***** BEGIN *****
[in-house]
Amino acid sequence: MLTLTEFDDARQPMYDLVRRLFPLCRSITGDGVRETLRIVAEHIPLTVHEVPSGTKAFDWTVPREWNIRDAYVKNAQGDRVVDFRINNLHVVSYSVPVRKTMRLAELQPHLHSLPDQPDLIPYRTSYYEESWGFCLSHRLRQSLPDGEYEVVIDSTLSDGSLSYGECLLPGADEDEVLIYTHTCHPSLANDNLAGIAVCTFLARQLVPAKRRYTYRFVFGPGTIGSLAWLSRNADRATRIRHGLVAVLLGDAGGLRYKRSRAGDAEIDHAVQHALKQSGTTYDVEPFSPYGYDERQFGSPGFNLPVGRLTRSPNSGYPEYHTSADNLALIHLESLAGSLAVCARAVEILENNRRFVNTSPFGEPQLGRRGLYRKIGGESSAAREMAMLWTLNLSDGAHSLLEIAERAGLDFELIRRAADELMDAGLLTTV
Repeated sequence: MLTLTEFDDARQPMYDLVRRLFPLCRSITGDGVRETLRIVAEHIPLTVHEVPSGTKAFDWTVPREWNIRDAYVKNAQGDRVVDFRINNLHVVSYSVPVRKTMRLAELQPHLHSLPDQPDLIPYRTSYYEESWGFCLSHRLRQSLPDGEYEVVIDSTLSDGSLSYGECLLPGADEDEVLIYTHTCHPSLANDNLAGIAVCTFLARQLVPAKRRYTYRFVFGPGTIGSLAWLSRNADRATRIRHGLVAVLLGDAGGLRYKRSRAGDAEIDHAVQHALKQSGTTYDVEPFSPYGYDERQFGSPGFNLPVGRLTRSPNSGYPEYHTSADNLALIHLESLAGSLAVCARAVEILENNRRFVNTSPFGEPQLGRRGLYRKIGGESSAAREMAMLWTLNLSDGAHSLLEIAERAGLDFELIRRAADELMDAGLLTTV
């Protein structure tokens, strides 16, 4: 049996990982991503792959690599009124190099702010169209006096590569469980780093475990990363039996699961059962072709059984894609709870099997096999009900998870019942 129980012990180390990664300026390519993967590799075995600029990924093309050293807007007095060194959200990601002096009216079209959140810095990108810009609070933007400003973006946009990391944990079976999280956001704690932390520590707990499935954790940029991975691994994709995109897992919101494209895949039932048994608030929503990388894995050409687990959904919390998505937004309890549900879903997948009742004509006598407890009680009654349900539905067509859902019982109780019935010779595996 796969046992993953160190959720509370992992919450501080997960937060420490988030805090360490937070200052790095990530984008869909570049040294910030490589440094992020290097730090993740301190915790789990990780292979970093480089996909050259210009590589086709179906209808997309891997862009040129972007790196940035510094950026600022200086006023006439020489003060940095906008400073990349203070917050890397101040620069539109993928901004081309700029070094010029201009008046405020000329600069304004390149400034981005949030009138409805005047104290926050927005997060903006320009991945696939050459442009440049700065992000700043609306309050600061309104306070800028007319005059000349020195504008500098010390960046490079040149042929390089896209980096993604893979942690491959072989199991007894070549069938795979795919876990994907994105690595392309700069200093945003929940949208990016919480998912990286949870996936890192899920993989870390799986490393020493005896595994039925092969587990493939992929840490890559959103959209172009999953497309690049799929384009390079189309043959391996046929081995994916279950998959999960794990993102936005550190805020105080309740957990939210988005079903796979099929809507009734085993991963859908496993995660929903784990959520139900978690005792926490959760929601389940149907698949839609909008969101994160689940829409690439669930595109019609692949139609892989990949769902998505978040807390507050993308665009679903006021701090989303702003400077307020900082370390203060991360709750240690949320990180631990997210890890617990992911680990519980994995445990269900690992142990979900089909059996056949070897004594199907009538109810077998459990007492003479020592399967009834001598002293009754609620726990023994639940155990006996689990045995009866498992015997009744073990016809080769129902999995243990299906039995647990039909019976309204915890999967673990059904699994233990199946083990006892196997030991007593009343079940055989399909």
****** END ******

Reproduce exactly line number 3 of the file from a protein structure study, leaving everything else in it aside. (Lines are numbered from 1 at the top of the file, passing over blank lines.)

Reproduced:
Repeated sequence: MLTLTEFDDARQPMYDLVRRLFPLCRSITGDGVRETLRIVAEHIPLTVHEVPSGTKAFDWTVPREWNIRDAYVKNAQGDRVVDFRINNLHVVSYSVPVRKTMRLAELQPHLHSLPDQPDLIPYRTSYYEESWGFCLSHRLRQSLPDGEYEVVIDSTLSDGSLSYGECLLPGADEDEVLIYTHTCHPSLANDNLAGIAVCTFLARQLVPAKRRYTYRFVFGPGTIGSLAWLSRNADRATRIRHGLVAVLLGDAGGLRYKRSRAGDAEIDHAVQHALKQSGTTYDVEPFSPYGYDERQFGSPGFNLPVGRLTRSPNSGYPEYHTSADNLALIHLESLAGSLAVCARAVEILENNRRFVNTSPFGEPQLGRRGLYRKIGGESSAAREMAMLWTLNLSDGAHSLLEIAERAGLDFELIRRAADELMDAGLLTTV